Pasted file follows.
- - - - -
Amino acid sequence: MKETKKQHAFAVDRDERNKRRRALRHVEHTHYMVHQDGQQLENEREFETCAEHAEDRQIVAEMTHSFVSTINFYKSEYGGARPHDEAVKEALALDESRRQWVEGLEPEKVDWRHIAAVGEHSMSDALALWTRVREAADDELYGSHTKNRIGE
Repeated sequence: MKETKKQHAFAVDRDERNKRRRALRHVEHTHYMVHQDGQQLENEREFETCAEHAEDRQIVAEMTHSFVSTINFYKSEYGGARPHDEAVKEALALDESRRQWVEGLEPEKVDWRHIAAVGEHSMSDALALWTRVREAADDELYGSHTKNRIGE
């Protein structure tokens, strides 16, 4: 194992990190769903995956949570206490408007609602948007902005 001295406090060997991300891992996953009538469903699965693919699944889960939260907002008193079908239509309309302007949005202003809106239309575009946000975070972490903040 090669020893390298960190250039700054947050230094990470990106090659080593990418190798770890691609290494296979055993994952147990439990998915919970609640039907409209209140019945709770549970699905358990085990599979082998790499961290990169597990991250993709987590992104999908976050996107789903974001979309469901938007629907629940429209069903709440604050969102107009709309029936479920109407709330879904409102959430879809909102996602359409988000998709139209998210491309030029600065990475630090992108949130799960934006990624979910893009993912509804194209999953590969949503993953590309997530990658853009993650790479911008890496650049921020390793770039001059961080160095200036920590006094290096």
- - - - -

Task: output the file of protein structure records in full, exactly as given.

Amino acid sequence: MKETKKQHAFAVDRDERNKRRRALRHVEHTHYMVHQDGQQLENEREFETCAEHAEDRQIVAEMTHSFVSTINFYKSEYGGARPHDEAVKEALALDESRRQWVEGLEPEKVDWRHIAAVGEHSMSDALALWTRVREAADDELYGSHTKNRIGE
Repeated sequence: MKETKKQHAFAVDRDERNKRRRALRHVEHTHYMVHQDGQQLENEREFETCAEHAEDRQIVAEMTHSFVSTINFYKSEYGGARPHDEAVKEALALDESRRQWVEGLEPEKVDWRHIAAVGEHSMSDALALWTRVREAADDELYGSHTKNRIGE
């Protein structure tokens, strides 16, 4: 194992990190769903995956949570206490408007609602948007902005 001295406090060997991300891992996953009538469903699965693919699944889960939260907002008193079908239509309309302007949005202003809106239309575009946000975070972490903040 090669020893390298960190250039700054947050230094990470990106090659080593990418190798770890691609290494296979055993994952147990439990998915919970609640039907409209209140019945709770549970699905358990085990599979082998790499961290990169597990991250993709987590992104999908976050996107789903974001979309469901938007629907629940429209069903709440604050969102107009709309029936479920109407709330879904409102959430879809909102996602359409988000998709139209998210491309030029600065990475630090992108949130799960934006990624979910893009993912509804194209999953590969949503993953590309997530990658853009993650790479911008890496650049921020390793770039001059961080160095200036920590006094290096």